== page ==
This article explains one method used to make the targets for the equestrian game called "Reeds" or "Reed Chop". Reeds constructed using this method meet the requirements for the Inter-Kingdom Equestrian Competition rules as of March 2015.
Construction notes from Baroness Doucette de Verdun:
- I've been making them in 3/4" and 1" diameters. I like to match the diameter of the reed to the diameter of the post.
- For 3/4" reeds: I use 1/2" (internal) diameter PVC, 3/4" diameter wooden dowel, 3/4" diameter coin-shaped magnets, JB Weld.
- For 1" reeds: I use 3/4" (internal) diameter PVC, 1" diameter wooden dowel, 1" diameter coin-shaped magnets, JB Weld.
My current construction method is:
- Cut the PVC to 5' lengths. For a "standard IKEqC" set, you'll want 10 poles. So make 12.
- JB Weld a magnet to the top of each PVC pole (MAKE SURE THE MAGNETS ARE ALL THE SAME POLARITY UP/DOWN.)
- Cut the dowels to 10", 8", 6", 4", 2" lengths.
- JB Weld a magnet to the bottom of each reed (MAKE SURE THE MAGNETS ARE ALL THE SAME POLARITY UP/DOWN AND THEY MATCH YOUR POLES. I promise there will be swearing if you don't check this.)
- Lanyard the reeds to the poles:
- I've just been tying a string to both ends. Other people have drilled a hole in each pole and tied a semi-permanent lanyard to each and slipped the reed in and out of it at setup time; I think this works fine, it's just my drill was out of order last time I was making poles.
- I have noticed that the reeds tend to lose their JB-and-magnet after about a year, and I keep having to re-glue them. I've been considering experimenting with magnets that have countersunk holes in them, and actually using a screw to attach the magnet to the reed, but I had a set like that a long time ago and I noticed that they tended to unscrew themselves on impact and I kept having to screw them back in. This was before I discovered JB, though, so maybe seating the screw with JB would help.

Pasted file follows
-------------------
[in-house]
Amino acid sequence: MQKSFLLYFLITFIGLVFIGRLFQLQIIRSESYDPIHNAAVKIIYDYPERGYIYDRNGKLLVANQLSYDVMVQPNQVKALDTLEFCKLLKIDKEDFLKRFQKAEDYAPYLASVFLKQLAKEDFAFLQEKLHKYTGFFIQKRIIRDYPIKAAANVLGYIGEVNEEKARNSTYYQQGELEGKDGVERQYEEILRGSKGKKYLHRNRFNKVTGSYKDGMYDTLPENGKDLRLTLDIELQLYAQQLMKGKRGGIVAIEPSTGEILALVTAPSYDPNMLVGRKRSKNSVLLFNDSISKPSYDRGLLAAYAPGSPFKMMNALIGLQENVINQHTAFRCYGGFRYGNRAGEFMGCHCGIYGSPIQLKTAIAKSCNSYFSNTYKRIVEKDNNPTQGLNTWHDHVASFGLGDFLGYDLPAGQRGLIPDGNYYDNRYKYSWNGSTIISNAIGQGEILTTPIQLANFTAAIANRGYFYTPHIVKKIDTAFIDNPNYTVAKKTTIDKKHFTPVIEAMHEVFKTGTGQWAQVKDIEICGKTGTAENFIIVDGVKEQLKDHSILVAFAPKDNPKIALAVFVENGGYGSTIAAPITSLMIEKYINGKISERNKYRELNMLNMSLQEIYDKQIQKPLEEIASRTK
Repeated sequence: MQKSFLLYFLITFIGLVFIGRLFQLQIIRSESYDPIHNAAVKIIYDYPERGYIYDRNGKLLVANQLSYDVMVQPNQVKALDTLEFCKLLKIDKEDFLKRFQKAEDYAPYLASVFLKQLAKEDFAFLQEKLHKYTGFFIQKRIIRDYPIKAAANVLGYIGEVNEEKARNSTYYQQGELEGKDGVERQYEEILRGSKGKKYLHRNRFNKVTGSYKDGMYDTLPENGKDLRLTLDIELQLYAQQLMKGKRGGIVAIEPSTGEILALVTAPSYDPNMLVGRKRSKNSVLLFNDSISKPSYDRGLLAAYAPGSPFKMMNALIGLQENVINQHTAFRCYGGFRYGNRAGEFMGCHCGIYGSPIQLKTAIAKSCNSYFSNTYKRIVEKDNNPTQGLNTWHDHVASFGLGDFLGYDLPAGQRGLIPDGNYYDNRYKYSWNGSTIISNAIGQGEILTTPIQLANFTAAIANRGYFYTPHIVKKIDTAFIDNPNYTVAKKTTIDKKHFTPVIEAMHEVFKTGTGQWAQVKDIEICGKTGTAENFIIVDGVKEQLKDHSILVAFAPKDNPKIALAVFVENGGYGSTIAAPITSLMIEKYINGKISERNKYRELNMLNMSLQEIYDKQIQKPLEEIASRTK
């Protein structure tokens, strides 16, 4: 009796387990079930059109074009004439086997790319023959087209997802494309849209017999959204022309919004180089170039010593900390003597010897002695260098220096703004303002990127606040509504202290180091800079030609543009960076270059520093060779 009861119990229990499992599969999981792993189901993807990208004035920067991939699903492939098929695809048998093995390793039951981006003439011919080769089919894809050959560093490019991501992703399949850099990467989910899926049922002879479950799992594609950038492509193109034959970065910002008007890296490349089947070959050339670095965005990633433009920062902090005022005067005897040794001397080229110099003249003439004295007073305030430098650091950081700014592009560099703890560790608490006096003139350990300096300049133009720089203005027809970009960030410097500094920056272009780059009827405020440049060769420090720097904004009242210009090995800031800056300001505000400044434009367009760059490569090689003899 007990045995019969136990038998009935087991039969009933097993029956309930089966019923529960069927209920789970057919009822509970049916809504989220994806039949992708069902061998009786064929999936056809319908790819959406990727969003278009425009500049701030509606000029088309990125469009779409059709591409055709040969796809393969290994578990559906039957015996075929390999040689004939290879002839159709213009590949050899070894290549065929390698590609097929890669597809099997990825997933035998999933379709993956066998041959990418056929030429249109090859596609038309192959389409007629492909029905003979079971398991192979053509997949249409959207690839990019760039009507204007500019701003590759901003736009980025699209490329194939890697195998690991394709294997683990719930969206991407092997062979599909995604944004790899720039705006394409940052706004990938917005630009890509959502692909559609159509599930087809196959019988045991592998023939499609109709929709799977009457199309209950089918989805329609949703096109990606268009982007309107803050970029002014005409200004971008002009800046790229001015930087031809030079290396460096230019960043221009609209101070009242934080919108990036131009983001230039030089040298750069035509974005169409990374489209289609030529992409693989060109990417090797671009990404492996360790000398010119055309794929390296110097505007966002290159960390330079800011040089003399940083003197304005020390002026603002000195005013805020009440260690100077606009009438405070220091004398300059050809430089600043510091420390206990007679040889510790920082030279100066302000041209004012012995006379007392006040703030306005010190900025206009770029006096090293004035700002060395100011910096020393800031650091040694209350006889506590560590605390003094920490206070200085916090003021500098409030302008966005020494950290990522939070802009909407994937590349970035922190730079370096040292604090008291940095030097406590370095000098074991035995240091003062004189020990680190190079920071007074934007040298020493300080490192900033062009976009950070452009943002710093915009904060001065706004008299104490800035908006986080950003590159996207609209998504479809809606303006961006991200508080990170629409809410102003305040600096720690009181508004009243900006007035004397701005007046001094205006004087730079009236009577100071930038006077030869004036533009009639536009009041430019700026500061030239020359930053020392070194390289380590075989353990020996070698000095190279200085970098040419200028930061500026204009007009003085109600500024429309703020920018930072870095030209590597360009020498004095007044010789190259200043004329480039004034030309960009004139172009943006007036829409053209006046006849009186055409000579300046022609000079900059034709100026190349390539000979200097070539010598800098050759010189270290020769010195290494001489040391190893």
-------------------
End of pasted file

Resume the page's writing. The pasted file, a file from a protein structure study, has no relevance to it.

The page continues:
- Painting tip: get a metal cookie sheet, put down a few layers of newspaper or some plastic, stick the reeds to the covered cookie sheet, and spraypaint your base coat. Works wonders! That's also a super helpful thing when you're spraying on a nice waterproofing clear coat at the end after you've decorated them with your arms and stuff.
- I don't cap the PVC. For one thing, the cap will break that nice smooth line of 3/4" reed to 3/4" pole, and for another, they can be a pain in the ass to get and I just never needed to. I glue the magnet on, and then sometimes I wrap some nice heavy-duty black or colored permanent tape around the pole-and-magnet, for looks. Bonus: when a magnet inevitably pops off of a pole someday, you can push the magnet back into the tape and continue competition. :)
- The pound-in fiberglass driveway markers are the best solution ever and I've used a lot of solutions. I've used the pound-in metal stakes in the concrete reinforcement section, but they're heavy, they're dull pointed so they're a pisser to get into the ground, and meanwhile the fiberglass stakes are nice and light and go right in... no real use using anything else. Theoretically you could use anything with a smaller diameter than the PVC but I favor the fiberglass.
- Baron Duncan Kerr created simple bases for the reeds for situations where you can't pound anything into the ground enough to stand up. It's a simple 12" by 12" scrap of 3/4" shiplap, with a hole drilled into it and short length of PVC with an inside diameter just larger than your reeds poles jammed into it. See the fourth picture above.